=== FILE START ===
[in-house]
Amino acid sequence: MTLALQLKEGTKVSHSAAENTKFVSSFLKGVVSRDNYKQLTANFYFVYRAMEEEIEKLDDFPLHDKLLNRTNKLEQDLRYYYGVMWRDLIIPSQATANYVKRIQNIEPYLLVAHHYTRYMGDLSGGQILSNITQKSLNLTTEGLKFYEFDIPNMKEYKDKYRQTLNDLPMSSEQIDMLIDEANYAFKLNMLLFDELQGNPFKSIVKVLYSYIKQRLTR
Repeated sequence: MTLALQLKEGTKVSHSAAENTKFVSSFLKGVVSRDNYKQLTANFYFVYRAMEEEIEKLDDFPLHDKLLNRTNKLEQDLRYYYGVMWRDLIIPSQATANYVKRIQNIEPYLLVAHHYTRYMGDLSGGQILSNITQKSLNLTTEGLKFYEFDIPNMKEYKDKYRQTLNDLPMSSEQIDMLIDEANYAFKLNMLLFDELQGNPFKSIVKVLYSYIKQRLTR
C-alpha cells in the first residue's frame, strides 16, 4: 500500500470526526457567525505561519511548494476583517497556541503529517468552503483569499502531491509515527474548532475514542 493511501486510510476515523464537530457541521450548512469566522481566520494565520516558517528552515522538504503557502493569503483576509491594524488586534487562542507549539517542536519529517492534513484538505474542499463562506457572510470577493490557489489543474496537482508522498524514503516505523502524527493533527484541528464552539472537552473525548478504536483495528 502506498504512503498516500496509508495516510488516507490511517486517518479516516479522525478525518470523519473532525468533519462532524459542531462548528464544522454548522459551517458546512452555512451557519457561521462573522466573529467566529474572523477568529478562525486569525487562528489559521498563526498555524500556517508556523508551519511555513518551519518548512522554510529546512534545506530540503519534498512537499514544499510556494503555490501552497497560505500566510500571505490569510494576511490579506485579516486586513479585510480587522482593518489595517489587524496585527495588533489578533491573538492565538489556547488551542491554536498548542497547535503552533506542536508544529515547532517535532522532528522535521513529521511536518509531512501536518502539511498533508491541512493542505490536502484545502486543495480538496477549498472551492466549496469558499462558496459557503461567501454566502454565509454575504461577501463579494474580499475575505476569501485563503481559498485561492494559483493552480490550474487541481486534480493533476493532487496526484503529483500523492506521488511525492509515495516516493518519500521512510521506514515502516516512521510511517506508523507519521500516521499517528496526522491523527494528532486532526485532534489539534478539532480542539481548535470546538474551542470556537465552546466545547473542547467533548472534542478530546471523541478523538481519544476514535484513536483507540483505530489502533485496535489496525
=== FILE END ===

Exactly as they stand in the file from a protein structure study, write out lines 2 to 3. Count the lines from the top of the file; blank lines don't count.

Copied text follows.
Amino acid sequence: MTLALQLKEGTKVSHSAAENTKFVSSFLKGVVSRDNYKQLTANFYFVYRAMEEEIEKLDDFPLHDKLLNRTNKLEQDLRYYYGVMWRDLIIPSQATANYVKRIQNIEPYLLVAHHYTRYMGDLSGGQILSNITQKSLNLTTEGLKFYEFDIPNMKEYKDKYRQTLNDLPMSSEQIDMLIDEANYAFKLNMLLFDELQGNPFKSIVKVLYSYIKQRLTR
Repeated sequence: MTLALQLKEGTKVSHSAAENTKFVSSFLKGVVSRDNYKQLTANFYFVYRAMEEEIEKLDDFPLHDKLLNRTNKLEQDLRYYYGVMWRDLIIPSQATANYVKRIQNIEPYLLVAHHYTRYMGDLSGGQILSNITQKSLNLTTEGLKFYEFDIPNMKEYKDKYRQTLNDLPMSSEQIDMLIDEANYAFKLNMLLFDELQGNPFKSIVKVLYSYIKQRLTR